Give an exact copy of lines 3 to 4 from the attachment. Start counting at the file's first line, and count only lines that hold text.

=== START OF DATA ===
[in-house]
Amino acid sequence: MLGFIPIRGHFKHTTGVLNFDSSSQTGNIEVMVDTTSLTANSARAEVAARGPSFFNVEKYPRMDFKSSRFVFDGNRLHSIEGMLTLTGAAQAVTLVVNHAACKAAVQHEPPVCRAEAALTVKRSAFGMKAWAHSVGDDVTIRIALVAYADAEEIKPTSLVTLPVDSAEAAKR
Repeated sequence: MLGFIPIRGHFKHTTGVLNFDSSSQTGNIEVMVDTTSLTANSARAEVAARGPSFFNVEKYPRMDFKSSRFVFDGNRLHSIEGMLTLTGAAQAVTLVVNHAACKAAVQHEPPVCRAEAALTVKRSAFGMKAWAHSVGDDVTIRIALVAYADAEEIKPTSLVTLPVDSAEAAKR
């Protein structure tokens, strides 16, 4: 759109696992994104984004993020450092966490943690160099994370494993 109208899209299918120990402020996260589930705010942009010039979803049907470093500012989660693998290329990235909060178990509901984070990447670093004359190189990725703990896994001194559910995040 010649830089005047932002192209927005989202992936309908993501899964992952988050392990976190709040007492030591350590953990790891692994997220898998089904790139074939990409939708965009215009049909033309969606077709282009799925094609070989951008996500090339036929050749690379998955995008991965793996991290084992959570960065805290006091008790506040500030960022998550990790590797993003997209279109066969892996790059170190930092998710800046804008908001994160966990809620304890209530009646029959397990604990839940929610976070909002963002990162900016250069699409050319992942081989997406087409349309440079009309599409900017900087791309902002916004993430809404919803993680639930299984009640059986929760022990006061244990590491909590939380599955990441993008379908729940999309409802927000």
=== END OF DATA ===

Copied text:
Repeated sequence: MLGFIPIRGHFKHTTGVLNFDSSSQTGNIEVMVDTTSLTANSARAEVAARGPSFFNVEKYPRMDFKSSRFVFDGNRLHSIEGMLTLTGAAQAVTLVVNHAACKAAVQHEPPVCRAEAALTVKRSAFGMKAWAHSVGDDVTIRIALVAYADAEEIKPTSLVTLPVDSAEAAKR
């Protein structure tokens, strides 16, 4: 759109696992994104984004993020450092966490943690160099994370494993 109208899209299918120990402020996260589930705010942009010039979803049907470093500012989660693998290329990235909060178990509901984070990447670093004359190189990725703990896994001194559910995040 010649830089005047932002192209927005989202992936309908993501899964992952988050392990976190709040007492030591350590953990790891692994997220898998089904790139074939990409939708965009215009049909033309969606077709282009799925094609070989951008996500090339036929050749690379998955995008991965793996991290084992959570960065805290006091008790506040500030960022998550990790590797993003997209279109066969892996790059170190930092998710800046804008908001994160966990809620304890209530009646029959397990604990839940929610976070909002963002990162900016250069699409050319992942081989997406087409349309440079009309599409900017900087791309902002916004993430809404919803993680639930299984009640059986929760022990006061244990590491909590939380599955990441993008379908729940999309409802927000």